Others, on the other hand, may be more involved and expensive. In this case, you need to determine whether you want to take on this extra work, or reduce the price slightly so that the buyer can take care of the repairs themselves. Alternatively, you may not agree to either situation, in which case the buyer will need to decide whether or not to go through with the deal based on the issues discovered with the home.
Don’t Be Quick to Throw Out a Deal
It happens time and time again in the world of real estate: buyers will try their hand at a lowball offer in hopes of getting a great deal on a home. Sure, this can be incredibly insulting and upsetting to a seller, which can prompt sellers to automatically throw the deal out in response. Many sellers might not want to even consider entertaining an offer that is so far below the asking price.
But don’t be too quick to toss an offer out the window. There’s no harm in countering an offer, even if it’s considered a “lowball” offer. Perhaps the buyer is just trying to see how far they can go and are testing you to see what you would accept. If you counter, the buyer will quickly know where they stand in the offer situation and can respond as they see fit.
You just never know if a meeting of the minds can actually take place in a situation like this, even if the process starts off with an offer well below the asking price.
What if You’re not Satisfied With the Offer?
If you are not entirely sold on the offer in front of you and are not sure if you should accept it or not, consider some of your options. For starters, consider whether or not you have time to wait around for another potential offer to come in. If so, you don’t have to feel obligated to continue entertaining an offer that doesn’t really seem to be going in the direction you want it to.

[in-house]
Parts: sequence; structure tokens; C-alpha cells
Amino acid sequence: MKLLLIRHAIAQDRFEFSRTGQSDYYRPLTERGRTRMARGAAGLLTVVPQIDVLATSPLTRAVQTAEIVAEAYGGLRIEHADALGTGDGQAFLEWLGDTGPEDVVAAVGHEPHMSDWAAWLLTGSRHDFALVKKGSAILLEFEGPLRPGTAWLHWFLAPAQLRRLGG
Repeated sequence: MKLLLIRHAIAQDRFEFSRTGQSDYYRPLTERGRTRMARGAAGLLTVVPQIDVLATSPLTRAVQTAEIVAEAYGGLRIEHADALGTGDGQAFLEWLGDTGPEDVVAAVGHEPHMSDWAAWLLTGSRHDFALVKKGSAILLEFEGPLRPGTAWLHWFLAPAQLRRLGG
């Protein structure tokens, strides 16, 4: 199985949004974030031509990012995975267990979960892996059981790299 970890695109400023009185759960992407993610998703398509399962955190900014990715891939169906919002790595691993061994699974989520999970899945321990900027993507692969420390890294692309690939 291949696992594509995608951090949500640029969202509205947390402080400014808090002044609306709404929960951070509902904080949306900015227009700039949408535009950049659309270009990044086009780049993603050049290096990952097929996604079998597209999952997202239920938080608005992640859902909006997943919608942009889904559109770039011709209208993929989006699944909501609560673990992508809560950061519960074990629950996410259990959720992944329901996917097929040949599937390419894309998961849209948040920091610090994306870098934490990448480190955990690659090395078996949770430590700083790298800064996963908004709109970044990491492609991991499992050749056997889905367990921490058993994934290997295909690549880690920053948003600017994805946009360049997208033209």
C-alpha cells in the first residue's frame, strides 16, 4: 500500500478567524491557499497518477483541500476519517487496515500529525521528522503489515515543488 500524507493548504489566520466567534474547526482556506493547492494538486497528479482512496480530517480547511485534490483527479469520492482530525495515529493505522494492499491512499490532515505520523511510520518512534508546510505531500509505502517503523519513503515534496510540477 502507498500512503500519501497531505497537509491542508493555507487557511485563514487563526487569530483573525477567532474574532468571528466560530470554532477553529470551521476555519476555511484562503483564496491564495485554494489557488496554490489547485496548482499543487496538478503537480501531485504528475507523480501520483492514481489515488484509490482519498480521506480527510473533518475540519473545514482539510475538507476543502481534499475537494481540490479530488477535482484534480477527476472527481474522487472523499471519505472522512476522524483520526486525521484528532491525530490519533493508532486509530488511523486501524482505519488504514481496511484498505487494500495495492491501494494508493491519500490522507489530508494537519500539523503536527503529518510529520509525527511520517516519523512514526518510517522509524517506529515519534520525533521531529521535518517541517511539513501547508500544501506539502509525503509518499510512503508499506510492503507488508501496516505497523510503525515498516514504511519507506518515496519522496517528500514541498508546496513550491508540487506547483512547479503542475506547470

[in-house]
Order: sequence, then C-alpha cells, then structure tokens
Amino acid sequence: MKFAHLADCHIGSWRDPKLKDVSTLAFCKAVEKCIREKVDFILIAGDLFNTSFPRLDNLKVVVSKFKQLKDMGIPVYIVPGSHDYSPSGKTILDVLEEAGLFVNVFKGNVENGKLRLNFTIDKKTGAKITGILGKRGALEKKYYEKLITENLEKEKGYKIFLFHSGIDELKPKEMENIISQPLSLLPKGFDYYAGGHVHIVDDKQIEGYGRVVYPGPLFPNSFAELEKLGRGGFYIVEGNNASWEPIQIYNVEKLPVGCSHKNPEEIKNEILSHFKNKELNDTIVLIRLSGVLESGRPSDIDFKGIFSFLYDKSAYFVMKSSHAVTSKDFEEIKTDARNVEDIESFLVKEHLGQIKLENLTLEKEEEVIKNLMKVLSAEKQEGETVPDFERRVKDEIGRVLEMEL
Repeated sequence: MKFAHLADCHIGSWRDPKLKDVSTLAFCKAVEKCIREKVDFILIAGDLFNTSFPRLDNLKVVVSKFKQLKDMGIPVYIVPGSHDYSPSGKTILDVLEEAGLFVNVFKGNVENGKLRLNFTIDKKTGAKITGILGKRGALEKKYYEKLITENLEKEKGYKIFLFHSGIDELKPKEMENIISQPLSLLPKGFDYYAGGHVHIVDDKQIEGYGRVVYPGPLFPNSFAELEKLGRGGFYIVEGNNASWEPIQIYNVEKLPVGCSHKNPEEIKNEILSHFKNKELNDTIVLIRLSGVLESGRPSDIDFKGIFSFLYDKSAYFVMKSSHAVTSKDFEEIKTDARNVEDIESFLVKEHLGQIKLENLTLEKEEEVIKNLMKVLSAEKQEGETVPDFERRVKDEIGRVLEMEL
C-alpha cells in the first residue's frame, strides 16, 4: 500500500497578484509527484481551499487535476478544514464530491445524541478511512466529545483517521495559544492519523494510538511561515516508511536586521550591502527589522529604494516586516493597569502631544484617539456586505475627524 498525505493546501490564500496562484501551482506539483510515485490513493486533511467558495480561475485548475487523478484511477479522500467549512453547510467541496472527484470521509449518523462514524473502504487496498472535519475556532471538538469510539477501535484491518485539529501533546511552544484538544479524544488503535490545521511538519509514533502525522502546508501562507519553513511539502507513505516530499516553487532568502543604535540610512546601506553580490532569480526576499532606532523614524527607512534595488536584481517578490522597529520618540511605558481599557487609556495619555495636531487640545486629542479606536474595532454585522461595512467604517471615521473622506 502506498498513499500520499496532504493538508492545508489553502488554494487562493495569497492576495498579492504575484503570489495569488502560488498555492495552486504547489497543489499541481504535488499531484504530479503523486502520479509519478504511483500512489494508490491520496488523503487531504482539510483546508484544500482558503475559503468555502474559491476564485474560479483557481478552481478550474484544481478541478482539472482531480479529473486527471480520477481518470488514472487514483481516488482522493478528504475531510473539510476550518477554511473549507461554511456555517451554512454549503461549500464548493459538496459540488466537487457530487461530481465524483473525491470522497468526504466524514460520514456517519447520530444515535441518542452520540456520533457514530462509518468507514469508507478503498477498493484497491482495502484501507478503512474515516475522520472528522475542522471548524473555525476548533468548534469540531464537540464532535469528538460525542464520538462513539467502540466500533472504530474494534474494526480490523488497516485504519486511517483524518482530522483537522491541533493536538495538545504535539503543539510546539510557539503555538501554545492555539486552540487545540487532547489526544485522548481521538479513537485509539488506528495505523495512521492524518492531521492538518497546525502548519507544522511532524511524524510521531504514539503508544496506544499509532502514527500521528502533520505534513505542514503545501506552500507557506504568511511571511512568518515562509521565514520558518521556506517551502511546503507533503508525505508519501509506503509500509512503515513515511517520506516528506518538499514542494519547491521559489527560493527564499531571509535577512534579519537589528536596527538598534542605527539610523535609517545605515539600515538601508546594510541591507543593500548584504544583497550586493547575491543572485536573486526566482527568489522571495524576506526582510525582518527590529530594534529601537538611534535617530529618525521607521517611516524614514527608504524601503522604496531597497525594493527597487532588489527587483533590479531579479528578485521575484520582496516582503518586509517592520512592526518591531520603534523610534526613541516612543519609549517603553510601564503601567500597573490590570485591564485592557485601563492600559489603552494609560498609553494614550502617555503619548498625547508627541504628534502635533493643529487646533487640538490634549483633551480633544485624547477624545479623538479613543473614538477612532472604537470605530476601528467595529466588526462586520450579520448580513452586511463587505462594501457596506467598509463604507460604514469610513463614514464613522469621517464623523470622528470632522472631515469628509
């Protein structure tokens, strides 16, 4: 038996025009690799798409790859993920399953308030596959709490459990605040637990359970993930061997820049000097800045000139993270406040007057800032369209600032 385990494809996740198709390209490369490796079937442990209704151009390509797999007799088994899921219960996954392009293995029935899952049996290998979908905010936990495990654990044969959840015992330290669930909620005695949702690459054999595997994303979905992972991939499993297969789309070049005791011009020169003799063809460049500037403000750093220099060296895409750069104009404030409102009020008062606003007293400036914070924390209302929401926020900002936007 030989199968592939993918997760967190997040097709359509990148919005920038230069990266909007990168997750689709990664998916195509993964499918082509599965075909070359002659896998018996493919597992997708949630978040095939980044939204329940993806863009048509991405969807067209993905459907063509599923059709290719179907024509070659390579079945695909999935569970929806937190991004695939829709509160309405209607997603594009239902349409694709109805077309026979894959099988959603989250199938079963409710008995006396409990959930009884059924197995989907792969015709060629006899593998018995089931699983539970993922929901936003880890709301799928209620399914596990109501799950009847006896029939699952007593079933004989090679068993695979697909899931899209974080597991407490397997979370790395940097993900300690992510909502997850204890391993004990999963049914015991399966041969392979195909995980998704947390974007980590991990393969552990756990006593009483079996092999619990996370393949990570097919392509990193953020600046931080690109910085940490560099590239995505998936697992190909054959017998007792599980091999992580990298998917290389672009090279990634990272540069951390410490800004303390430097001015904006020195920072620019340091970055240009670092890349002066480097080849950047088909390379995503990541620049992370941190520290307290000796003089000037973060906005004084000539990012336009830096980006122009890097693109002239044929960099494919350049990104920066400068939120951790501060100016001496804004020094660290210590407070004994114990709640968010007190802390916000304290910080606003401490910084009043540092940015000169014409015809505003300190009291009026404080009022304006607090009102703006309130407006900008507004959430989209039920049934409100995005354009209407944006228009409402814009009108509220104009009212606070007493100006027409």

Also, consider whether or not there’s the potential for other offers to come in shortly, especially if there’s been a lot of action on your home and the market is in favor of sellers. If so, you could take a gamble and wait for a better offer to come in, though there is always a certain amount of risk associated with this decision. Just be sure to consult with your agent in order to make the most sound decision before choosing which path to take.
Keep Your Emotions in Check
Buying and selling residential real estate is an emotionally-charged situation, especially for sellers who are parting with their beloved homes. Having said that, it’s critical that sellers control their emotions, especially if lowball offers come in or if buyers make critical comments about the property during visits or open houses.
If you let your emotions get the better of you, it’s very possible that your better judgment will be clouded, which will ultimately affect your decisions. To make sure the decisions you make are sound ones, it’s important to keep your emotions under control throughout the entire offer process.
The Bottom Line
How you handle offers is a critical step in the sales process. You and your agent have worked so hard to get to the point of attracting offers on your home, so you want to be sure to deal with them as effectively as you can. Consider the aforementioned tips, and as always, heed the advice of your real estate agent when an offer finally comes in.